Lower-limb Care Through the Research Lens

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By Andrea Spridgen

Each year, we at The O&P EDGE  select one issue to focus specifically on lower-limb O&P care. In this year's issue, the features examine the topic through the lens of systematic research studies and support for evidence-based practice. For many of you, in your day-to-day practice, it is the success of your individual patients as they regain mobility or reach goals you have set with them that provides your professional motivation. But, as reimbursement pressures continue to increase, and the O&P profession fights for recognition within the larger healthcare arena, research that validates your choice of interventions becomes essential, and I hope that you will enjoy the overviews of studies that provide support for your work in lower-limb care and learn more about the research's potential to affect the profession.

 

"Neuroprosthetics and the Making of a Cyborg Olympic Champion" introduces research where multichannel implanted neural stimulation is being used to enable people with mobility impairment to stand and transfer with minimal reliance on external orthotic support. While the approaches used within the examined studies have some shortcomings, they are advances in neuroprosthetics that nonetheless warrant attention as they continue to develop.

 

The second feature in this issue examines support for early post-operative interventions that improve outcomes for individuals following transtibial amputations. Notably, "Evidence-based Post-operative care for Transtibial Amputees" reviews published evidence about improved outcomes with the use of rigid removable dressings that are applied shortly after the amputation surgery in promoting healing and preparing the residual limb for prosthesis use. The authors also explore the research regarding the positive impact of early peer support on transtibial amputation outcomes.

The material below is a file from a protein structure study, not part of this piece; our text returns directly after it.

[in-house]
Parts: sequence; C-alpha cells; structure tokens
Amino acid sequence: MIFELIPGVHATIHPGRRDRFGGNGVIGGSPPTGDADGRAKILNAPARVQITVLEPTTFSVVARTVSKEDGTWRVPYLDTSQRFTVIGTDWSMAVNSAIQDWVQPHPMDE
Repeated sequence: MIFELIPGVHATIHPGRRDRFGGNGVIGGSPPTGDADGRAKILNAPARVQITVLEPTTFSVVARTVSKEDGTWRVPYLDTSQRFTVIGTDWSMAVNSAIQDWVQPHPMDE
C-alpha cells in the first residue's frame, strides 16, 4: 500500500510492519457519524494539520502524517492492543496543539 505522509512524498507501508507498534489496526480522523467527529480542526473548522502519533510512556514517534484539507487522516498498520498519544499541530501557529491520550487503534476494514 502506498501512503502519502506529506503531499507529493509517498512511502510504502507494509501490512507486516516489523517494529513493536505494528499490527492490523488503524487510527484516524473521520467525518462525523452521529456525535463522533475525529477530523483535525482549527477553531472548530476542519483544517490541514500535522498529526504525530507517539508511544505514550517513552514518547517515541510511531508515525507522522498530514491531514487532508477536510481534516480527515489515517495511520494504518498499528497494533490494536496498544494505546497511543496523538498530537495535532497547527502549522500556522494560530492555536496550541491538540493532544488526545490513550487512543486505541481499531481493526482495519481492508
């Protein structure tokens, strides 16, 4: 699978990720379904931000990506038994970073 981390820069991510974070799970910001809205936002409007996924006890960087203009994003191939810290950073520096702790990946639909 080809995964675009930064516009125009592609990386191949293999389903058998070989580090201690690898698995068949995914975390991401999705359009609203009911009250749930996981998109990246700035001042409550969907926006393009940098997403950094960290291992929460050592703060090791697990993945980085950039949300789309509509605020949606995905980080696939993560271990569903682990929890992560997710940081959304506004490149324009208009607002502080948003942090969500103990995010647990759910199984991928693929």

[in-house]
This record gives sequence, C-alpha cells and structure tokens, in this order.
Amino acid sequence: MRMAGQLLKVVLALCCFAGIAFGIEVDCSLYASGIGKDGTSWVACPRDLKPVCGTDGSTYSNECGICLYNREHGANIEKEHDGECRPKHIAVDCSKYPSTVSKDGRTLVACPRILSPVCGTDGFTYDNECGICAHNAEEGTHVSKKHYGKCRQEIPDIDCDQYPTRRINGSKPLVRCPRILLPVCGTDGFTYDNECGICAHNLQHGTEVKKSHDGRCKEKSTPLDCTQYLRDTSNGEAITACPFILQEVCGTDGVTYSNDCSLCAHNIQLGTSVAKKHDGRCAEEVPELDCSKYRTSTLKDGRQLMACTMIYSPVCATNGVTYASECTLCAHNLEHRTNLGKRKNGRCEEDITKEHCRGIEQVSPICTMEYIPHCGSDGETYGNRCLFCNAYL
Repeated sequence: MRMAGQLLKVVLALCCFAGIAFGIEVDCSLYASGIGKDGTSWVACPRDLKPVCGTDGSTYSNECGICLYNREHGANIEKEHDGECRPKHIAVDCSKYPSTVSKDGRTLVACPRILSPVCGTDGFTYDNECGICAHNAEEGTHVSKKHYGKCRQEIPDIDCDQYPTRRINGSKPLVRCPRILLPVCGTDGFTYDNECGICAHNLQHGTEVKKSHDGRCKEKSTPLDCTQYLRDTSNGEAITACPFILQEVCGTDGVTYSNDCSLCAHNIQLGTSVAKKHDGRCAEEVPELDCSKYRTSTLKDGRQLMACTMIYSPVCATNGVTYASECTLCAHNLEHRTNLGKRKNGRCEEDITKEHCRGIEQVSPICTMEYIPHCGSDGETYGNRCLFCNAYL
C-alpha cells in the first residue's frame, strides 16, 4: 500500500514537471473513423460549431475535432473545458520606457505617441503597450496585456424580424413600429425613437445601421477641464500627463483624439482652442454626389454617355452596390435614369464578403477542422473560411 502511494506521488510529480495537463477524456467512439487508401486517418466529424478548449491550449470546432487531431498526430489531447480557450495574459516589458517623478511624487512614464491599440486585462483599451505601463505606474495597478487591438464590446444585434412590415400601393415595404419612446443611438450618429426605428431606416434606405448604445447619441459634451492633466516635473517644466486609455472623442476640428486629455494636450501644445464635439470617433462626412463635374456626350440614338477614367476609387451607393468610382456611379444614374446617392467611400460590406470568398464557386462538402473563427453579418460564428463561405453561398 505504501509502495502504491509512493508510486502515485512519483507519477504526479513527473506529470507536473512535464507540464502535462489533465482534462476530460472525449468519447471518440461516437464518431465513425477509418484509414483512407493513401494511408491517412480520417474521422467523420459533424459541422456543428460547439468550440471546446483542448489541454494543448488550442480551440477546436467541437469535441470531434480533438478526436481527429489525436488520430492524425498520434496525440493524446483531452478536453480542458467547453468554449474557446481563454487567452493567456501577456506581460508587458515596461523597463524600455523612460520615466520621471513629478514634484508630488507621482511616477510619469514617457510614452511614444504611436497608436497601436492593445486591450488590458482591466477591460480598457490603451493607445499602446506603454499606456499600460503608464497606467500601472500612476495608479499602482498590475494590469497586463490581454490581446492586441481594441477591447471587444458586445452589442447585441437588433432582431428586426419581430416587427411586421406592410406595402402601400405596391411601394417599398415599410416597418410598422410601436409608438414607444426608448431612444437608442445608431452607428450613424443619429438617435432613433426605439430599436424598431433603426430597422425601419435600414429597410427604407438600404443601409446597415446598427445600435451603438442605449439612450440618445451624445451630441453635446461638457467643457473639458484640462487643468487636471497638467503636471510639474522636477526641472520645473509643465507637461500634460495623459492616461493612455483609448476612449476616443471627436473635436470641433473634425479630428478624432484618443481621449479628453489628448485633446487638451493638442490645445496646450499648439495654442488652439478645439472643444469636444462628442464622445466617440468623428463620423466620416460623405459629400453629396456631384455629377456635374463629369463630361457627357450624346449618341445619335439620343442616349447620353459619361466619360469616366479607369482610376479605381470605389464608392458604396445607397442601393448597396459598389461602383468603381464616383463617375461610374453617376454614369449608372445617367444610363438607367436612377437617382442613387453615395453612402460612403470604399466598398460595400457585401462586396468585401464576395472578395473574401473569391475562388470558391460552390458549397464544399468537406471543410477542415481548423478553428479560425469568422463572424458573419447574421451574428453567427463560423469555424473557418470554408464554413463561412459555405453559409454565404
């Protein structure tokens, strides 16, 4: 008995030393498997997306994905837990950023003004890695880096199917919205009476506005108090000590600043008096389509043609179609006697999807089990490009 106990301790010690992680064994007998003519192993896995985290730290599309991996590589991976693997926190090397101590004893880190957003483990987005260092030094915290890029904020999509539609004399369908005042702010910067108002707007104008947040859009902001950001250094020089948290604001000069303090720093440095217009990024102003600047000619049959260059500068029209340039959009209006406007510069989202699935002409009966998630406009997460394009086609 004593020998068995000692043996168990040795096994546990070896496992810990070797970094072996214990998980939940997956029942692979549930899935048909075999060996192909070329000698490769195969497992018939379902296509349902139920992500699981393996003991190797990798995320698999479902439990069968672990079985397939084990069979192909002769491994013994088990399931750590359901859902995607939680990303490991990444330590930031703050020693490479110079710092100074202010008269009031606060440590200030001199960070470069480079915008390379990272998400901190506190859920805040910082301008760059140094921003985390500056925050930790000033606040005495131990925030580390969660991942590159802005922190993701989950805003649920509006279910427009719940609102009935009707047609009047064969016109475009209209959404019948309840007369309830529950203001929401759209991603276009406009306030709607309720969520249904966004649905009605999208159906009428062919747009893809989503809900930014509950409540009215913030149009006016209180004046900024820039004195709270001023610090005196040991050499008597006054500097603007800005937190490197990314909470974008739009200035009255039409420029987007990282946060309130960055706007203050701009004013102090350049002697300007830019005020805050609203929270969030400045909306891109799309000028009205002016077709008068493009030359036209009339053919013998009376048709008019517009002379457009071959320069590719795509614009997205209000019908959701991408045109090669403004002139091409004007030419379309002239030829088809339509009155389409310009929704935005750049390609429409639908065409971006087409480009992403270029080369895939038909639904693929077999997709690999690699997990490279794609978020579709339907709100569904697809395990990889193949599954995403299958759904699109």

Even as a layperson, I've often noticed that I can identify someone I know from a distance based on his or her gait, and as John Brinkmann, CPO, FAAOP(D), notes, most O&P practitioners intuitively identify gait dysfunction through visual observation. However, it is difficult for visual observations to be communicated precisely enough to meet high standards of inter-rater reliability. "Biometrics Identification and Gait" provides information on several technologies for using gait as a biometric identifier and the implications for clinical application that may eventually help to address the gap between the clinician's skill at identifying gait deviations and providing quantifiable support for his or her observation. While video-based gait analysis by smartphone is not yet feasible, it could become another tool that will benefit practitioners and patients in the future.

 

Happy reading.